Photo/Illutration An image shot on July 8, 2010, shows the area of the bottommost part of the landfill that collapsed and caused a deadly landslide in Atami, Shizuoka Prefecture, this month. (Provided by a reader)

Photographic evidence suggests the landfill that collapsed in a deadly landslide in Atami, Shizuoka Prefecture, was built without a retaining structure in place, despite that the official construction plans had promised the safety measure.

The photos, obtained by The Asahi Shimbun, were shot in July 2010 as the landfill was being built.

An expert who inspected the images said he could not locate the earth-fill dam that was supposed to be installed at the base as a protective barrier in the event of a collapse.

“From these photos, we cannot confirm the existence of an earth-fill dam,” Toshitaka Kamai, a professor of applied geology at Kyoto University’s Disaster Prevention Research Institute, said on July 14.

The oversize mass of fill dirt built on the mountainside in Atami became the point of origin for the July 3 disaster that left 11 people dead and 16 still unaccounted for. The collapse of the landfill followed several days of heavy rains there.

Prefectural officials said its construction was largely completed by August 2010--which means the pictures reveal what the landfill looked like when it was nearly finished.

A real estate company in Odawara, Kanagawa Prefecture, had obtained ownership of the land in 2006 and then filed plans with the city the following year to build the landfill.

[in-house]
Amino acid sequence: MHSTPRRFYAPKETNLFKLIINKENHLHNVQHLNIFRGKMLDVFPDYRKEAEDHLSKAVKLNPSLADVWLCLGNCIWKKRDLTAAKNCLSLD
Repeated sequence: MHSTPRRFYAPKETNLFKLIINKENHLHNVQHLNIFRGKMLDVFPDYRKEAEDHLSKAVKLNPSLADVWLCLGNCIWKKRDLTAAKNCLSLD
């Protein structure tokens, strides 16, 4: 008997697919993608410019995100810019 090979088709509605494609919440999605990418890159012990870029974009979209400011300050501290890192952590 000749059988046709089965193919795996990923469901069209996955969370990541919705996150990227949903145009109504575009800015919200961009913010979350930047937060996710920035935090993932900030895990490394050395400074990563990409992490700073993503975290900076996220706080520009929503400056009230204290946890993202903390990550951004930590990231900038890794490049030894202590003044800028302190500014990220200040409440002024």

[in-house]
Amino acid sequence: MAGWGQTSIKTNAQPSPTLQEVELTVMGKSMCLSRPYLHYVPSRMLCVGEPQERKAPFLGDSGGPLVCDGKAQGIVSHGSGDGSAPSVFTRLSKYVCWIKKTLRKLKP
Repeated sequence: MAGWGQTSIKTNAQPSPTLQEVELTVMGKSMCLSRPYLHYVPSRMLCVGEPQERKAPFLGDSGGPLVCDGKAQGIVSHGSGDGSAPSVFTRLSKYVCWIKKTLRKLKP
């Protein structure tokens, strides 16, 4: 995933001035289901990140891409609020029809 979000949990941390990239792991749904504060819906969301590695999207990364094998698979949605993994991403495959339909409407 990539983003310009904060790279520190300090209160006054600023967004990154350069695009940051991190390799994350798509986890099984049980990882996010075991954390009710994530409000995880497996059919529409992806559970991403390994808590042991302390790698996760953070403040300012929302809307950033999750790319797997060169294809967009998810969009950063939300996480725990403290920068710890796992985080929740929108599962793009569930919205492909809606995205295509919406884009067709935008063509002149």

According to the prefectural government and other sources, the construction plan stated that a dam would be built at the lower part of the landfill as a safety measure.

Some of the dozens of photos, which were shot by a Tokyo business executive and his father who lived in Atami while they were hiking, show the area around the bottommost part of the landfill.

Although there were stones and a puddle at the base, no dam could be seen in the photos.

Kamai said he believes the puddle was formed by water from a spring, suggesting it would be difficult to build an earth-fill dam there.

“Even if workers tried to build a dam there, it would have been difficult, given the instability of the ground,” he said.

In the construction of a landfill, it is standard procedure to build a dam first before proceeding with the rest of the work.

Shizuoka prefectural officials have said they are “uncertain” about whether the dam was ever built.

A senior prefectural official involved in the response to the landslide disaster said in an interview, “As much as I look at the images (in search of one), there is no earth-fill dam.”
The photos also show that the landfill stood taller than what was legally allowed.

The prefectural government plans to investigate into the landfill project’s background, if adequate safeguards were put in place to prevent a disaster, and whether Atami officials had responded appropriately.

Shizuoka Vice Governor Takashi Namba suggested at a July 14 news conference that the handling of the project by Atami officials might have been flawed, contributing to the mudslide.

“Bad weather, the inappropriately constructed landfill and the failure of administrative officials to detect it together caused the massive disaster,” he said.

He said it is a “must” to investigate whether local officials dealt with the project appropriately and exercised proper oversight.

“All the information must come out and officials must be held accountable for what they are to blame,” he said.